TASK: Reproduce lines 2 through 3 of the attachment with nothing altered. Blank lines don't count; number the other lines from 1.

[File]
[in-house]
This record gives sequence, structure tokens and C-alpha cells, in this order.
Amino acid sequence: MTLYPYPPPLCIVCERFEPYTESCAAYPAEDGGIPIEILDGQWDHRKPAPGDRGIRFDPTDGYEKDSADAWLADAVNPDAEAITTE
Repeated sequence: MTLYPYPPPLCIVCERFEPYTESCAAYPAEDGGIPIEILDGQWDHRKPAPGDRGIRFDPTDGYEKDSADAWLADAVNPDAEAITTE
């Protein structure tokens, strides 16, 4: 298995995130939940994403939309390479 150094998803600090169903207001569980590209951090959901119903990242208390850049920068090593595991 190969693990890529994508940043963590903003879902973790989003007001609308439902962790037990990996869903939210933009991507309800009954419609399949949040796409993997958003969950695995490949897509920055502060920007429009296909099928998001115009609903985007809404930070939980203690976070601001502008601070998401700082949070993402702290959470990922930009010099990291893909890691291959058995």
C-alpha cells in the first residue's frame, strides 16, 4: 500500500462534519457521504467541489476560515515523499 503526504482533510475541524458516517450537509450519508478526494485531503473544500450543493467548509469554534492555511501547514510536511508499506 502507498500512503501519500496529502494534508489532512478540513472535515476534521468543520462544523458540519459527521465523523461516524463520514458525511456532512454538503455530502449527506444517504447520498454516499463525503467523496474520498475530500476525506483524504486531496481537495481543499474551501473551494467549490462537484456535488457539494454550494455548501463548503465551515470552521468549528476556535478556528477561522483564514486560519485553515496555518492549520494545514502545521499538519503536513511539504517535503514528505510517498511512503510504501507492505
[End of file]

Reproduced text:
This record gives sequence, structure tokens and C-alpha cells, in this order.
Amino acid sequence: MTLYPYPPPLCIVCERFEPYTESCAAYPAEDGGIPIEILDGQWDHRKPAPGDRGIRFDPTDGYEKDSADAWLADAVNPDAEAITTE